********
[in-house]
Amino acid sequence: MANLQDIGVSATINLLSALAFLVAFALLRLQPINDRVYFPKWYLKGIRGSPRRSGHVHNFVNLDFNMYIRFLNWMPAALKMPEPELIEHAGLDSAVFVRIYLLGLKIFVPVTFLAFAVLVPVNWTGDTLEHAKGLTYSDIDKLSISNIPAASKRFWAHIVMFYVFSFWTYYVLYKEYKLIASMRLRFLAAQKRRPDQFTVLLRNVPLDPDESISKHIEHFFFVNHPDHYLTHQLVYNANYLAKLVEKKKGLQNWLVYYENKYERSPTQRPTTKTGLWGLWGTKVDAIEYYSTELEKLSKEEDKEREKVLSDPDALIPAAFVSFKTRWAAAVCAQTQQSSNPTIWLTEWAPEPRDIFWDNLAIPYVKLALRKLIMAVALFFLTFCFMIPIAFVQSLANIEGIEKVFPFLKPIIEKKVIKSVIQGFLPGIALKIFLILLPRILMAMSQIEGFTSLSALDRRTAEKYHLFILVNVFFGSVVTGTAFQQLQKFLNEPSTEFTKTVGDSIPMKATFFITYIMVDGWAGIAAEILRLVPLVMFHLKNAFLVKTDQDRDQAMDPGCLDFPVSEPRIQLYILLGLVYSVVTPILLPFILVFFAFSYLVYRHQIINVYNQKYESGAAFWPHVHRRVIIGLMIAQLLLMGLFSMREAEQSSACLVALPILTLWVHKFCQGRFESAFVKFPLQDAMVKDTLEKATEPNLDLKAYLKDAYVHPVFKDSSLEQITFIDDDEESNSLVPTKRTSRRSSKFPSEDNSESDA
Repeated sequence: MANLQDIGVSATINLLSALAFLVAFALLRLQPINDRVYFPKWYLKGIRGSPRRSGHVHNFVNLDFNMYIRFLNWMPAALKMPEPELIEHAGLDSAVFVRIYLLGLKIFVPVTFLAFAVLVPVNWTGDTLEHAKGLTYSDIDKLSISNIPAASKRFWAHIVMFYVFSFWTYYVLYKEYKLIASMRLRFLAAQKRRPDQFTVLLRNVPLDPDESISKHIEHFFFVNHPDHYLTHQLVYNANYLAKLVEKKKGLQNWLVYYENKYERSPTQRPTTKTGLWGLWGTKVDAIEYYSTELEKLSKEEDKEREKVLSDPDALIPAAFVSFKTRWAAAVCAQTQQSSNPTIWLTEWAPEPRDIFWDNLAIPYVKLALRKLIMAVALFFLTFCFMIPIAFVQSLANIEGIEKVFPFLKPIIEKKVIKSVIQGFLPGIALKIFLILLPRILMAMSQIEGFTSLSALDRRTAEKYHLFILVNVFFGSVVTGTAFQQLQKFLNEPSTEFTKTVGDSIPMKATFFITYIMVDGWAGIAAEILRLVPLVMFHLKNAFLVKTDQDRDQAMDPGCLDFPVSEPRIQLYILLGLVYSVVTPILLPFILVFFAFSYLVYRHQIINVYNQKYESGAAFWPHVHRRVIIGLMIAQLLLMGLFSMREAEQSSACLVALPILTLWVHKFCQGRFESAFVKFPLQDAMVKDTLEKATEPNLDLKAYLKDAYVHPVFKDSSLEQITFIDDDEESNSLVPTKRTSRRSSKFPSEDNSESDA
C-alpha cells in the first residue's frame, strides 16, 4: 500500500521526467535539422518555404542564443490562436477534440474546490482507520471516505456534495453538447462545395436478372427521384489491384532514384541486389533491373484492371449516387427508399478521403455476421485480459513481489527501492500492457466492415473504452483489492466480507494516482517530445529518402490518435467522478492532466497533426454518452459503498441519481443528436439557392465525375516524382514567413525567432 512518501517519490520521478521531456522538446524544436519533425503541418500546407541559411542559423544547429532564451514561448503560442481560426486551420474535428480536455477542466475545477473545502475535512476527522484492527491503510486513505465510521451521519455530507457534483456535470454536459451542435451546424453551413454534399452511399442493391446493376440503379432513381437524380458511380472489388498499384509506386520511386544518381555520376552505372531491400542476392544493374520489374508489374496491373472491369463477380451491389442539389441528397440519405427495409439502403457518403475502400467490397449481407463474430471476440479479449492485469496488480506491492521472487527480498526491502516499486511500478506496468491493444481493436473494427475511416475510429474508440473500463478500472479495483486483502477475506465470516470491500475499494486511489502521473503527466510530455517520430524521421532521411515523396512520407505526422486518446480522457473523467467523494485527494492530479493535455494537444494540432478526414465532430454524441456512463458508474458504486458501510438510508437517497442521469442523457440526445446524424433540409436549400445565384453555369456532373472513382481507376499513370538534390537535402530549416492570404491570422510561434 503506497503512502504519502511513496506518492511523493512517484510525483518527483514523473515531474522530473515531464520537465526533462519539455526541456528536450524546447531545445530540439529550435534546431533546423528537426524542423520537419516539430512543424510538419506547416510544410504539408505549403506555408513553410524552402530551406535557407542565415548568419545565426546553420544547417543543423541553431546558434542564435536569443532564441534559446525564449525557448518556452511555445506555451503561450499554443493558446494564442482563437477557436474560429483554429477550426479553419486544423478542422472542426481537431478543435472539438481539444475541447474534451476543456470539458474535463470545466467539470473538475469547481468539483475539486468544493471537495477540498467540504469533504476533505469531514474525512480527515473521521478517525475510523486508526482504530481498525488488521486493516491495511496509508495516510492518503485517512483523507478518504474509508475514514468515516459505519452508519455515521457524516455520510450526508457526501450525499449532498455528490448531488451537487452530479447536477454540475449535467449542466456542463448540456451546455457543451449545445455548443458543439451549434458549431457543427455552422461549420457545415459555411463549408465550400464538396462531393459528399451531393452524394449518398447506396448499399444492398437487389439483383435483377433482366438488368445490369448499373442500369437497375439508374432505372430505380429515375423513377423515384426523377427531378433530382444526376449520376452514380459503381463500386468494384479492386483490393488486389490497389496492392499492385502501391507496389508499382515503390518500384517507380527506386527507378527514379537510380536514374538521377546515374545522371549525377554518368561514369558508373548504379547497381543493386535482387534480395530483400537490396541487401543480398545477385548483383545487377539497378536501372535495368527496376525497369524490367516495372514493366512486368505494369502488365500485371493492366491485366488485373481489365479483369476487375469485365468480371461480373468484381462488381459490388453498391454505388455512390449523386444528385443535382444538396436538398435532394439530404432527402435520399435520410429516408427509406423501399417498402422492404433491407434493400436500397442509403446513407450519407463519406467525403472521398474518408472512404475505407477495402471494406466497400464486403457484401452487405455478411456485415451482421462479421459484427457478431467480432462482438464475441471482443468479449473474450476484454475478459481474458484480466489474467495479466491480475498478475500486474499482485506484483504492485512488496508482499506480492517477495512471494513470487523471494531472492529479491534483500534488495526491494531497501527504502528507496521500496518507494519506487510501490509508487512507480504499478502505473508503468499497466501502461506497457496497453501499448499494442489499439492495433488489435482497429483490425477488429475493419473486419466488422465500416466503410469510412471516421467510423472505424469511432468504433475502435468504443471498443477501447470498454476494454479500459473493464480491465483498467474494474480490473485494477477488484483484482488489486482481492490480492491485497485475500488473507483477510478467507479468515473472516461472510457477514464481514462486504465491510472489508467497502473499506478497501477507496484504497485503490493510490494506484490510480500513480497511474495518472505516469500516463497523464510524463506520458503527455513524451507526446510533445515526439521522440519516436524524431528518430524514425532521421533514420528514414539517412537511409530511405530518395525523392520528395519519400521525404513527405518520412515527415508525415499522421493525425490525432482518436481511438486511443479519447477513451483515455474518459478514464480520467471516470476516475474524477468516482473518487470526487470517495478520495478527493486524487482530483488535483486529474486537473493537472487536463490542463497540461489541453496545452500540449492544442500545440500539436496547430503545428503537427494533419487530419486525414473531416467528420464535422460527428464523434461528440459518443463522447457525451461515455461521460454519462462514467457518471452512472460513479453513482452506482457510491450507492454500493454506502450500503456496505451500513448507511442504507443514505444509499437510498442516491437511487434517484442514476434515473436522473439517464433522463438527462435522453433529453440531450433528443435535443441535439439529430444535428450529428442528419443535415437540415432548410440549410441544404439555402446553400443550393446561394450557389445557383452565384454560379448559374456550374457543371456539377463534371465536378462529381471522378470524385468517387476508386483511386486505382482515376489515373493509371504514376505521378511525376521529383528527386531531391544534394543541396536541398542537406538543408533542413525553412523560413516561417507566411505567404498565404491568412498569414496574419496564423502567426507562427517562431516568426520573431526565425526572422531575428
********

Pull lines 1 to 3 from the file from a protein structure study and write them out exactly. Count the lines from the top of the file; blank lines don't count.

[in-house]
Amino acid sequence: MANLQDIGVSATINLLSALAFLVAFALLRLQPINDRVYFPKWYLKGIRGSPRRSGHVHNFVNLDFNMYIRFLNWMPAALKMPEPELIEHAGLDSAVFVRIYLLGLKIFVPVTFLAFAVLVPVNWTGDTLEHAKGLTYSDIDKLSISNIPAASKRFWAHIVMFYVFSFWTYYVLYKEYKLIASMRLRFLAAQKRRPDQFTVLLRNVPLDPDESISKHIEHFFFVNHPDHYLTHQLVYNANYLAKLVEKKKGLQNWLVYYENKYERSPTQRPTTKTGLWGLWGTKVDAIEYYSTELEKLSKEEDKEREKVLSDPDALIPAAFVSFKTRWAAAVCAQTQQSSNPTIWLTEWAPEPRDIFWDNLAIPYVKLALRKLIMAVALFFLTFCFMIPIAFVQSLANIEGIEKVFPFLKPIIEKKVIKSVIQGFLPGIALKIFLILLPRILMAMSQIEGFTSLSALDRRTAEKYHLFILVNVFFGSVVTGTAFQQLQKFLNEPSTEFTKTVGDSIPMKATFFITYIMVDGWAGIAAEILRLVPLVMFHLKNAFLVKTDQDRDQAMDPGCLDFPVSEPRIQLYILLGLVYSVVTPILLPFILVFFAFSYLVYRHQIINVYNQKYESGAAFWPHVHRRVIIGLMIAQLLLMGLFSMREAEQSSACLVALPILTLWVHKFCQGRFESAFVKFPLQDAMVKDTLEKATEPNLDLKAYLKDAYVHPVFKDSSLEQITFIDDDEESNSLVPTKRTSRRSSKFPSEDNSESDA
Repeated sequence: MANLQDIGVSATINLLSALAFLVAFALLRLQPINDRVYFPKWYLKGIRGSPRRSGHVHNFVNLDFNMYIRFLNWMPAALKMPEPELIEHAGLDSAVFVRIYLLGLKIFVPVTFLAFAVLVPVNWTGDTLEHAKGLTYSDIDKLSISNIPAASKRFWAHIVMFYVFSFWTYYVLYKEYKLIASMRLRFLAAQKRRPDQFTVLLRNVPLDPDESISKHIEHFFFVNHPDHYLTHQLVYNANYLAKLVEKKKGLQNWLVYYENKYERSPTQRPTTKTGLWGLWGTKVDAIEYYSTELEKLSKEEDKEREKVLSDPDALIPAAFVSFKTRWAAAVCAQTQQSSNPTIWLTEWAPEPRDIFWDNLAIPYVKLALRKLIMAVALFFLTFCFMIPIAFVQSLANIEGIEKVFPFLKPIIEKKVIKSVIQGFLPGIALKIFLILLPRILMAMSQIEGFTSLSALDRRTAEKYHLFILVNVFFGSVVTGTAFQQLQKFLNEPSTEFTKTVGDSIPMKATFFITYIMVDGWAGIAAEILRLVPLVMFHLKNAFLVKTDQDRDQAMDPGCLDFPVSEPRIQLYILLGLVYSVVTPILLPFILVFFAFSYLVYRHQIINVYNQKYESGAAFWPHVHRRVIIGLMIAQLLLMGLFSMREAEQSSACLVALPILTLWVHKFCQGRFESAFVKFPLQDAMVKDTLEKATEPNLDLKAYLKDAYVHPVFKDSSLEQITFIDDDEESNSLVPTKRTSRRSSKFPSEDNSESDA